Oscar Pistorius trial: Athlete won't be first defence witness


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The Independent Online

Oscar Pistorius is no longer expected to be the first witness to take the stand as his defence team prepares to launch their case on Monday.

The athlete's lawyer, Brian Webber, said pathologist Jan Botha is "likely" to be the first witness to be called when the murder trial resumes next week.

Mr Webber told The Associated Press Prof Botha has some "personal difficulties" and it is understood that prosecutors have granted him permission to give evidence first.

Pistorius was expected to kick off the defence's case and explain why he shot girlfriend Reeva Steenkamp three times through a locked toilet door on Valentine's Day last year.

The athlete has had a week to prepare and rehearse his testimony after Judge Thokozile Masipa postponed proceedings for more than a week due to the illness of one of her legal assistants.

Pistorius doesn't have to testify in his defence but legal experts have indicated his testimony could make or break the prosecution's case. Pistorius was the only witness the night Ms Steenkmap was shot.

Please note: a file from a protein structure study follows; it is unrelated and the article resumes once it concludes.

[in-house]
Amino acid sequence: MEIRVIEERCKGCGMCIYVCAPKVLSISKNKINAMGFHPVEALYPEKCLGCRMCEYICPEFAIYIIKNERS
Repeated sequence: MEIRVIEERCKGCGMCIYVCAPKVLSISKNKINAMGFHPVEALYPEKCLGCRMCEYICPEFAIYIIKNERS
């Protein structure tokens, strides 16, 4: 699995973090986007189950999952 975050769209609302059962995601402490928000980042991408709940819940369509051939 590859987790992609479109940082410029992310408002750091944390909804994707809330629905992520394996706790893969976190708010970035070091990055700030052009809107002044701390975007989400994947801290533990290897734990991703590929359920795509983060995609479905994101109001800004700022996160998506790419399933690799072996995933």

"The only question is whether there was intent and intent is subjective," former state prosecutor and now defence lawyer Marius du Toit told AP. "That means the accused must come and dispel that."


The trial has already heard 15 days of prosecution-led testimony from neighbours, forensics, specialist ballistic and evidence taken from mobile phones.

So far, state prosecutors have painted a picture of a gun-loving, possessive and jealous boyfriend who often snapped at Ms Steenkamp and accused her of flirting with other men.

In a text message sent on 27 January, Ms Steenkamp wrote: "I'm scared of you sometimes and how you snap at me". The model said she felt "picked on" and "attacked" by the one person she deserved protection from - referring to the athlete.

Pistorius has pleaded not guilty to murdering Ms Steenkamp, claiming he shot the model by mistake thinking she was an intruder in his home. Prosecutors argue he intentionally shot and killed the 29-year old model following a domestic dispute.

There are no juries at trials in South Africa and Pistorius's fate will ultimately be decided by Judge Masipa, assisted by two assessors.

The case continues.